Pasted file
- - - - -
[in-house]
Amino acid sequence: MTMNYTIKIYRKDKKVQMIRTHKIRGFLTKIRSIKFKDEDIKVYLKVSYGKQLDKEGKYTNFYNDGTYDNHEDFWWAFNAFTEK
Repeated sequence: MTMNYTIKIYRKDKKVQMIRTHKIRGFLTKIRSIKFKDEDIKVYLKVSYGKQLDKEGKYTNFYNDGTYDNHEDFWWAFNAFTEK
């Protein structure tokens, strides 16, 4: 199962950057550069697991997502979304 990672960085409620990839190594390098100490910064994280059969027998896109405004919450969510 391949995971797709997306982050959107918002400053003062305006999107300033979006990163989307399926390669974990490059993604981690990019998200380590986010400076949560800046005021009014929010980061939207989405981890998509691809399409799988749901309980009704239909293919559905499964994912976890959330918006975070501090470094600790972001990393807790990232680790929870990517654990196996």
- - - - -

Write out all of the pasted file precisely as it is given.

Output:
[in-house]
Amino acid sequence: MTMNYTIKIYRKDKKVQMIRTHKIRGFLTKIRSIKFKDEDIKVYLKVSYGKQLDKEGKYTNFYNDGTYDNHEDFWWAFNAFTEK
Repeated sequence: MTMNYTIKIYRKDKKVQMIRTHKIRGFLTKIRSIKFKDEDIKVYLKVSYGKQLDKEGKYTNFYNDGTYDNHEDFWWAFNAFTEK
């Protein structure tokens, strides 16, 4: 199962950057550069697991997502979304 990672960085409620990839190594390098100490910064994280059969027998896109405004919450969510 391949995971797709997306982050959107918002400053003062305006999107300033979006990163989307399926390669974990490059993604981690990019998200380590986010400076949560800046005021009014929010980061939207989405981890998509691809399409799988749901309980009704239909293919559905499964994912976890959330918006975070501090470094600790972001990393807790990232680790929870990517654990196996």